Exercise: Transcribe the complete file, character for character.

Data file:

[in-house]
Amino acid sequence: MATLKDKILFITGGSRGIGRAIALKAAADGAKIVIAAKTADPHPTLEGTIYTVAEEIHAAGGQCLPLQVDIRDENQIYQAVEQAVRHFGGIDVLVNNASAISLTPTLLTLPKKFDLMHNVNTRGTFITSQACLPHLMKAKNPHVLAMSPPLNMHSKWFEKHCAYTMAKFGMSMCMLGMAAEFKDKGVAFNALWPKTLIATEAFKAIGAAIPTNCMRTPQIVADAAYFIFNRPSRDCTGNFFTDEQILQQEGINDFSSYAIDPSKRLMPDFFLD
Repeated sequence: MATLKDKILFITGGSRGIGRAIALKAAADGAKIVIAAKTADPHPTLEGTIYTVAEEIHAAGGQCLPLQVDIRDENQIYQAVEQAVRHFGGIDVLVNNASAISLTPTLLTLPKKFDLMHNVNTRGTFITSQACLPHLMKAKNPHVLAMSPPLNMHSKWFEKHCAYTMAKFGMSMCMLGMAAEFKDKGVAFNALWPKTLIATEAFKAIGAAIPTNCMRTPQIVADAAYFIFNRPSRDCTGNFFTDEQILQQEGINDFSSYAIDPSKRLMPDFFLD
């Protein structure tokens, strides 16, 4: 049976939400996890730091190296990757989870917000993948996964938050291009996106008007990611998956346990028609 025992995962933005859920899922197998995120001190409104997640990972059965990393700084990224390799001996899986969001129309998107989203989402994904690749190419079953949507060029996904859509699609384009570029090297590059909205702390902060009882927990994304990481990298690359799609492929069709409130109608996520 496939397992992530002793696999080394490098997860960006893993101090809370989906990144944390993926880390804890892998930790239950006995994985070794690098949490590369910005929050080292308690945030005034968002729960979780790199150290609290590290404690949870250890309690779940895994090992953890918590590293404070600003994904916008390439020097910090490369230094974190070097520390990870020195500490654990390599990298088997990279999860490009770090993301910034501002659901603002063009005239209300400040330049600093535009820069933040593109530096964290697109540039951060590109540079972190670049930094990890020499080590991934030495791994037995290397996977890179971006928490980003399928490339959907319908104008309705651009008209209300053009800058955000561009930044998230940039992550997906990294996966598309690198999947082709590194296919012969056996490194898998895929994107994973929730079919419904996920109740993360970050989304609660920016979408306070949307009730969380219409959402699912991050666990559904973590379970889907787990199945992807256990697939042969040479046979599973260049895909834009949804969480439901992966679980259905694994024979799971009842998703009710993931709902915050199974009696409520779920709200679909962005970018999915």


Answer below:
[in-house]
Amino acid sequence: MATLKDKILFITGGSRGIGRAIALKAAADGAKIVIAAKTADPHPTLEGTIYTVAEEIHAAGGQCLPLQVDIRDENQIYQAVEQAVRHFGGIDVLVNNASAISLTPTLLTLPKKFDLMHNVNTRGTFITSQACLPHLMKAKNPHVLAMSPPLNMHSKWFEKHCAYTMAKFGMSMCMLGMAAEFKDKGVAFNALWPKTLIATEAFKAIGAAIPTNCMRTPQIVADAAYFIFNRPSRDCTGNFFTDEQILQQEGINDFSSYAIDPSKRLMPDFFLD
Repeated sequence: MATLKDKILFITGGSRGIGRAIALKAAADGAKIVIAAKTADPHPTLEGTIYTVAEEIHAAGGQCLPLQVDIRDENQIYQAVEQAVRHFGGIDVLVNNASAISLTPTLLTLPKKFDLMHNVNTRGTFITSQACLPHLMKAKNPHVLAMSPPLNMHSKWFEKHCAYTMAKFGMSMCMLGMAAEFKDKGVAFNALWPKTLIATEAFKAIGAAIPTNCMRTPQIVADAAYFIFNRPSRDCTGNFFTDEQILQQEGINDFSSYAIDPSKRLMPDFFLD
């Protein structure tokens, strides 16, 4: 049976939400996890730091190296990757989870917000993948996964938050291009996106008007990611998956346990028609 025992995962933005859920899922197998995120001190409104997640990972059965990393700084990224390799001996899986969001129309998107989203989402994904690749190419079953949507060029996904859509699609384009570029090297590059909205702390902060009882927990994304990481990298690359799609492929069709409130109608996520 496939397992992530002793696999080394490098997860960006893993101090809370989906990144944390993926880390804890892998930790239950006995994985070794690098949490590369910005929050080292308690945030005034968002729960979780790199150290609290590290404690949870250890309690779940895994090992953890918590590293404070600003994904916008390439020097910090490369230094974190070097520390990870020195500490654990390599990298088997990279999860490009770090993301910034501002659901603002063009005239209300400040330049600093535009820069933040593109530096964290697109540039951060590109540079972190670049930094990890020499080590991934030495791994037995290397996977890179971006928490980003399928490339959907319908104008309705651009008209209300053009800058955000561009930044998230940039992550997906990294996966598309690198999947082709590194296919012969056996490194898998895929994107994973929730079919419904996920109740993360970050989304609660920016979408306070949307009730969380219409959402699912991050666990559904973590379970889907787990199945992807256990697939042969040479046979599973260049895909834009949804969480439901992966679980259905694994024979799971009842998703009710993931709902915050199974009696409520779920709200679909962005970018999915």